An activist outside the White House, April 22, 2021 (Evelyn Hockstein/Reuters)

Addressing 40 world leaders at the start of a two-day summit, President Joe Biden has committed to a halving of US global warming emissions by 2030.

In the meeting on Thursday, marking the American return to the Paris Agreement on climate change, Biden said, “This is a moral imperative, an economic imperative. A moment of peril, but also a moment of extraordinary possibilities.”

Biden also promised to double the US assistance to developing countries address climate change, with about $5.7 billion by 2024.

The measures require Congressional approval. Biden has passed executive orders for new fuel economy standards for vehicles, limits on fossil fuel extraction on public lands, and financial regulations designed to curb investment in heavy-polluting industries. But these are far from sufficient to meet the 50% target.

Japan, Canada, the UK, and the European Union also committed on Thursday to acceleration in reductions. Japanese Prime Minister Yoshihide Suga raised Tokyo’s target for cuts from 26% to 46% by 2030, and said Japan will seek 50%. Canadian Prime Minister Justin Trudeau lifted Canada’s objection from 30% to 45%. South Korean President Moon Jae-in announced an end to public finance for coal-fired power plants overseas. Even Brazilian President Jair Bolsonaro, a climate-change denier, vowed to end illegal deforestation by 2030 after overseeing the most extensive destruction of the Amazon rain forest in 12 years.

However, China, India, and Russia — the world’s first, third, and fourth largest emitters of carbon dioxide — made no new commitments.

Chinese President Xi Jinping did pledge that Beijing will “strictly limit increasing coal consumption” in the next five years and pursue phased reduction in the following five years. He repeated last year’s promise for elimination of net carbon emissions by 2060.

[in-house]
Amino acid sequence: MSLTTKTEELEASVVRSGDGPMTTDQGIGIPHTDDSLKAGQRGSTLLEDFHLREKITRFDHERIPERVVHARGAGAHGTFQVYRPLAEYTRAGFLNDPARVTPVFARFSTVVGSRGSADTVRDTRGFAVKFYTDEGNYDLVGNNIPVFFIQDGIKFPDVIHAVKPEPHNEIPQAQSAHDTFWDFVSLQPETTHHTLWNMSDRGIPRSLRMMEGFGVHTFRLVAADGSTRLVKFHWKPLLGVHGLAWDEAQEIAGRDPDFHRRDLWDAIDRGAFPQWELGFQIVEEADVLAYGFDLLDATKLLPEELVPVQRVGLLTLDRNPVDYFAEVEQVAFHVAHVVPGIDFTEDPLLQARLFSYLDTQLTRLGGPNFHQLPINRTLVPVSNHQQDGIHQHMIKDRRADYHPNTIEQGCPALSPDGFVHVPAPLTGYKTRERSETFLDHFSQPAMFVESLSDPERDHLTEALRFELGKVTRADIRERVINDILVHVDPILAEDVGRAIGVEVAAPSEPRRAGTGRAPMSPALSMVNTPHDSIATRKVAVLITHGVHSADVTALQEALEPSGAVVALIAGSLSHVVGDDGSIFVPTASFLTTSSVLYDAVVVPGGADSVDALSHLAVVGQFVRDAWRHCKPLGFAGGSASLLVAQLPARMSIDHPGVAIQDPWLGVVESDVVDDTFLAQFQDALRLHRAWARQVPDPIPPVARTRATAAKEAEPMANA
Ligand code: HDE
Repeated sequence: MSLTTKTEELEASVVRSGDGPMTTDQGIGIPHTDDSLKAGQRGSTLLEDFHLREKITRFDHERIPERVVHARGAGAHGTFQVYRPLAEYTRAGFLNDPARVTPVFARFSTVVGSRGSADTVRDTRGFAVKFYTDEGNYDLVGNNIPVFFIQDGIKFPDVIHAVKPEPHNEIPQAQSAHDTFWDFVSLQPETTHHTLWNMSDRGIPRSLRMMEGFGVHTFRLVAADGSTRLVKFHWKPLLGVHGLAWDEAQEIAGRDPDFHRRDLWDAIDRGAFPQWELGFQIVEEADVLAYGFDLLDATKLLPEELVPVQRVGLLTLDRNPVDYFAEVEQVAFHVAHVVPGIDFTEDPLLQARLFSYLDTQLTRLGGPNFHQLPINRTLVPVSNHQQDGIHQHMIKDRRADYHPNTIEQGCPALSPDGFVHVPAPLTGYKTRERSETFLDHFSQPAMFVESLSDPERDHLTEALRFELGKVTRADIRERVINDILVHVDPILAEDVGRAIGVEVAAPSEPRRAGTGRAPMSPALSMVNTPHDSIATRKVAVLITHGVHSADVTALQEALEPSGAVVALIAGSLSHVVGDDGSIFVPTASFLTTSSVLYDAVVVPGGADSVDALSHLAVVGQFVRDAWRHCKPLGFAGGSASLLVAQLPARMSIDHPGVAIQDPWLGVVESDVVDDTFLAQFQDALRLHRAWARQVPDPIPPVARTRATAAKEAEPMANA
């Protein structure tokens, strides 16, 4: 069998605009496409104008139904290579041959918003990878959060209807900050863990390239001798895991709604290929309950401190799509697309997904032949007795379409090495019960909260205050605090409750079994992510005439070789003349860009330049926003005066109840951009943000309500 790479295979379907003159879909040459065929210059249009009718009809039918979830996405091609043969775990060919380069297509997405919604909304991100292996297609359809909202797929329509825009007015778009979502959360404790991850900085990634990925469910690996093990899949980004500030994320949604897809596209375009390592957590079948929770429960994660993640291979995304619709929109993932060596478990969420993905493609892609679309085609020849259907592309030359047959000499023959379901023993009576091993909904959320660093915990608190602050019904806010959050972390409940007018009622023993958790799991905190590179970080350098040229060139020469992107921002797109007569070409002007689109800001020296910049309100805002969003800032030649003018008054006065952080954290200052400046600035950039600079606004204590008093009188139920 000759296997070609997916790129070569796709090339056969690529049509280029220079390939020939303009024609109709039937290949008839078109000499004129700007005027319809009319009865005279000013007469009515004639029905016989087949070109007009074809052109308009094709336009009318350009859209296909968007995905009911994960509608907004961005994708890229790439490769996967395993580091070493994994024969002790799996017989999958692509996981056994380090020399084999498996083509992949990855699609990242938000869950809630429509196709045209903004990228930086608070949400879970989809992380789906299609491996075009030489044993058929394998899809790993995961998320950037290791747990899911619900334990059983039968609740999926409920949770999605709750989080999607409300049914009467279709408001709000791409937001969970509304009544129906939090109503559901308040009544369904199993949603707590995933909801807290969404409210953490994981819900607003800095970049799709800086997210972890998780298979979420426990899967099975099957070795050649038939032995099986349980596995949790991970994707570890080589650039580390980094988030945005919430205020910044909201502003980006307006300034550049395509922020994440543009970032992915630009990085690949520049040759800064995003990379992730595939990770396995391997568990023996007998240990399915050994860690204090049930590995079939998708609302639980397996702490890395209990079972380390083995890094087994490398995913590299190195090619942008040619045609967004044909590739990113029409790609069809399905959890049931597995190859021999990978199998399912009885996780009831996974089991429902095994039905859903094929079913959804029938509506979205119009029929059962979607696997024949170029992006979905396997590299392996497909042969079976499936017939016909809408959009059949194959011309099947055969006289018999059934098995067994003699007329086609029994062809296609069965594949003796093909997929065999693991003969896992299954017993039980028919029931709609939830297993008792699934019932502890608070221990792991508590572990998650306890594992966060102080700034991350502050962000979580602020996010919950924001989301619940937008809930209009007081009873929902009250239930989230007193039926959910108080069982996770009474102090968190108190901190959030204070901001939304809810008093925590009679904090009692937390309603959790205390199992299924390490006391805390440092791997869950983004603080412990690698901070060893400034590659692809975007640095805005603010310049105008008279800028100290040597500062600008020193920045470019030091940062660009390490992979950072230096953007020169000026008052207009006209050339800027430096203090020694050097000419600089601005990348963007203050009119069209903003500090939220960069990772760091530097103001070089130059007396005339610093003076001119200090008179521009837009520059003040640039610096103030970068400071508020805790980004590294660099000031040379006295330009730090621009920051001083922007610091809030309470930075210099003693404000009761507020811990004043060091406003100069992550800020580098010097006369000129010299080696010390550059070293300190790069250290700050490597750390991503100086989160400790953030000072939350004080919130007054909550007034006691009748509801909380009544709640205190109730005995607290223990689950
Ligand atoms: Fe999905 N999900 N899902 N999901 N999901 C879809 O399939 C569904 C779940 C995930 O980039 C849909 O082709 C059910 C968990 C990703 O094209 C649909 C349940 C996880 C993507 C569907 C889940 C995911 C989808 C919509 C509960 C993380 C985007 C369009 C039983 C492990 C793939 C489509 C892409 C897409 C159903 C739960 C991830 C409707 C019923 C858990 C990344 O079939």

The Challenge Ahead

The administration of Donald Trump, a climate change denier, withdrew the US from the Paris Agreement in June 2017. It stripped environmental regulations, put a former coal lobbyist at the head of the Environmental Protection Agency, and forbade US agencies from posting scientific studies or even mentioning climate change on web pages.

Analysts said that Biden’s contrasting approach, to meet its target, will need the near-elimination of coal for electricity and millions of electric vehicles supplanting gasoline vehicles.

The Biden pledge puts the US on par with Europe, but still behind the UK.

Last week, Biden’s climate change envoy John Kerry and Chinese counterpart Xie Zhenhua agreed to cooperation over climate change in a meeting in Shanghai. A joint statement said the two countries will pursue “concrete actions in the 2020s to reduce emissions aimed at keeping the Paris Agreement-aligned temperature limit within reach”.

But critics noted the lack of Chinese commitment on Thursday. Senate Republican leader Mitch McConnell said Beijing has “shamelessly” kept emitting more and noted, “Their share of greenhouse gas emissions are now nearly double that of the United States.”

Analysts project that if global temperatures rise more than 1.5 degrees Celsius (2.7 degrees Fahrenheit) above those in the pre-industrial era, the world economy will lose $23 trillion in 2050 from natural disasters and the spread of disease.

Kerry maintained Thursday that the US could meet the challenge, despite the prospect of opposition from Republican legislators

“It’s not easy,” he said. “Is it doable? Yes. Will we probably exceed it? I expect yes.”

Ursula von der Leyen, head of the European Commission, noted the significant change with a new Administration in Washington, “The Paris Agreement is humanity’s life insurance. It is so good to have the US back on our side.”